search

Russian investor brings $50m fund to ‘innovative’ Israel

Having turned his back on his home country after its activities in Ukraine, Titanium Investments CEO Alexander Ayvazov seeks safety for his portfolio

Russian President Vladimir Putin, left, greeting Israeli Prime Minister Benjamin Netanyahu in Moscow, September 21, 2015. (Israeli Embassy in Russia/Flash90/via JTA)
Russian President Vladimir Putin, left, greeting Israeli Prime Minister Benjamin Netanyahu in Moscow, September 21, 2015. (Israeli Embassy in Russia/Flash90/via JTA)

The Russians are coming – and they’re bringing as much as $50 million with them for early stage investments in promising Israeli Internet of Things, cyber-security, and other start-ups.

“We have a lot of experience in helping to develop early stage start-ups, and we’re good at helping companies overcome hurdles that other investors might not be able to help them with,” said Alexander Ayvazov, CEO of Titanium Investments, which unveiled the new fund Tuesday. “We have a top team on the ground in Israel, with people in IT, management, and personnel to help build teams and develop markets for start-ups.”

With $350 million under management – mostly in Russia and Europe – Titanium is now looking to invest in additional companies as well as to increase its existing investments in its portfolio companies, and Ayvazov has determined that Israel holds the best promise – and lowest risk – of his available options.

“We were heavily invested in Russia until 2013, when the Ukraine crisis began, and as soon as there was an uproar over Russia’s entry into Crimea, I realized that there were going to be a lot of problems there.” With Europe both overpriced and underperforming and the US difficult to break into, Ayvazov thought of the Start-Up Nation. “I knew a lot of people in Israel already and I figured they could help me find good investments. There are a lot of opportunities here, even though the deals here are usually not very large.”

Although the company publicly announced the fund this week, it and Ayvazov have been operating in Israel for over a year. “We came here at the beginning of 2014, and that year we invested in 14 different companies.” Last year, Titanium increased its portfolio to 18 firms, and this year Ayvazov would like to invest in as many as ten more firms.

Titanium Investments holds stakes from 3% to 17% in each company that it invests in. The firm not only supports its portfolio companies with the initial investment, but also continues to increases support in those companies over time, taking part in each and every funding round of performing portfolio companies, from seed to exit, Ayvazov said.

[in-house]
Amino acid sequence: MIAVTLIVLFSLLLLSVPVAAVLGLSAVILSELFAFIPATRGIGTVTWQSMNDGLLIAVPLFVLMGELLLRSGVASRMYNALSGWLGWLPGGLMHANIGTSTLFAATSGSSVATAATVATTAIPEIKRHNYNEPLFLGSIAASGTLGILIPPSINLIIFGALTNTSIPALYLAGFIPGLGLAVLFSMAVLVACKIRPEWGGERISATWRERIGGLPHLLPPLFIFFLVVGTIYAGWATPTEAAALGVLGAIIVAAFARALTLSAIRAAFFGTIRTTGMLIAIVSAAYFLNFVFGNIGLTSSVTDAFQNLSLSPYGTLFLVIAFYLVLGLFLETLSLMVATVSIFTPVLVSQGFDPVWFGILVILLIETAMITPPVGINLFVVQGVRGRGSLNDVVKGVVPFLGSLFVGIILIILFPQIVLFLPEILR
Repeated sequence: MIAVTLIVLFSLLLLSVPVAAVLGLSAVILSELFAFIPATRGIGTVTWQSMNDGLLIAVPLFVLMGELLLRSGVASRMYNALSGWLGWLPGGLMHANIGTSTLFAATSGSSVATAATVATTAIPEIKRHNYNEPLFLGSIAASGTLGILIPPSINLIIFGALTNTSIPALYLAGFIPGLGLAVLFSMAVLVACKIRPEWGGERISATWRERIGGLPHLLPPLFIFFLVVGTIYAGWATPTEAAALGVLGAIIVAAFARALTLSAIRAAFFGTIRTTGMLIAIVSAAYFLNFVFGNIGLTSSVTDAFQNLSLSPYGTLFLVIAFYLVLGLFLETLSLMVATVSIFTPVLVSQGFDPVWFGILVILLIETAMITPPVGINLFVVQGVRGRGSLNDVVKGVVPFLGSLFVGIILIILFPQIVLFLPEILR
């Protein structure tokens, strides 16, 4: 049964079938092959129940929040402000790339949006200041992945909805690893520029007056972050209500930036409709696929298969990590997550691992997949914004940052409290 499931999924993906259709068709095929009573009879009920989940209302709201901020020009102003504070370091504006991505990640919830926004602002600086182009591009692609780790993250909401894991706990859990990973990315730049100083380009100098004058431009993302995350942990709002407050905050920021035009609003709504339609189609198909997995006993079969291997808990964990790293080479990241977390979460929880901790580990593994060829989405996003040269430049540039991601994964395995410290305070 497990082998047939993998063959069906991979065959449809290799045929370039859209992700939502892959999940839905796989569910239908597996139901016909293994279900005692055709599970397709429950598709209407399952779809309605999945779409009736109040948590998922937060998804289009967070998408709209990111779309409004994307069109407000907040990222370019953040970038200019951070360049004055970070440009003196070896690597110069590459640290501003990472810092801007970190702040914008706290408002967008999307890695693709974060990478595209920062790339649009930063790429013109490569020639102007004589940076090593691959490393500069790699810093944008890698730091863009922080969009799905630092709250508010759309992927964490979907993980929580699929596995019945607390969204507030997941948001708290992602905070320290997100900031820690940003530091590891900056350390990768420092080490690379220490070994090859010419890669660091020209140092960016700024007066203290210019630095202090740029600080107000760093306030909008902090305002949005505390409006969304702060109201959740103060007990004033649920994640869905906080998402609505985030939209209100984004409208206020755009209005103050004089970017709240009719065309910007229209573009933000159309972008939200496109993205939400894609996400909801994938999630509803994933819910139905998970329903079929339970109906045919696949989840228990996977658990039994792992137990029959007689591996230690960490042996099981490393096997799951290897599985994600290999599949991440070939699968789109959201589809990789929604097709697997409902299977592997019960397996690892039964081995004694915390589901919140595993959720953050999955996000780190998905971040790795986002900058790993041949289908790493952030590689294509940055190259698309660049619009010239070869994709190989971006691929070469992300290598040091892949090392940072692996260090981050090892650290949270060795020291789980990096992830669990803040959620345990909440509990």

The company focuses on financial support while also offering guidance on management and growth. Titanium offers startups more than just an investment, said Ayvazov. With extensive technological, managerial and strategic experience in various industries, Titanium’s leaders are able to offer a bird’s eye view on the current business landscape, he added.

Although Ayvazov’s investment money came to Israel because of turmoil in his home country, the investor sees the Jewish state as more than just a temporary way station. “I don’t have all my assets in Israel, but I think this is a safe enough environment for long term investments. The start-ups here are very innovative, and if I get into the right one, I can do very well.”

Alexander Ayvazov (Courtesy)
Alexander Ayvazov (Courtesy)

Besides Israel, Titanium has invested in Southeast Asia, specifically Vietnam, Myanmar, and Singapore. “My experience there was good, but frankly it would be hard for Israeli start-ups to succeed there. It’s hard to do business, and there is not enough infrastructure or business in Myanmar or Vietnam to make it worth going over there. Singapore can be a hub, but working in its financial system can be challenging, and China offers more opportunity for those seeking to reach large numbers of people in Asia,” said Ayvazov.

As far as Russia is concerned, Ayvazov suggests that Israeli firms do as he did – stay away. “It’s easy for small start-ups to get into business, given the fact that the ruble is so cheap these days, but it’s very hard to get to large customers. Unfortunately there is more than a little truth to the perception many people have of corruption.” Ayvazov, who says that he is on the up and up, suffers from this perception personally. “I can’t deny that some Israelis look at me with suspicion when they hear I am from Russia, but once they get to know me they realize I am a legitimate person and they can do business with me.”

At least until things calm down elsewhere – and probably long afterwards – Ayvazov sees Israel as the place to be for tech investments.

“We see Titanium as an partner in addition to being an investor. We try to be very involved in the business process,” he said. “We have board members in many of our portfolio companies, and are very involved in all of them. Not many funds play such an active role. Titanium is a chemical element that brings completely new features to regular metals, making it possible for new materials to be crafted. That’s how we work at Titanium Investments, seeking out companies we can have a positive impact on, helping them make it to the next level. More than merely investing, we aim to help startups grow into full-blown successful companies.”

read more:
comments
Never miss breaking news on Israel
Get notifications to stay updated
You're subscribed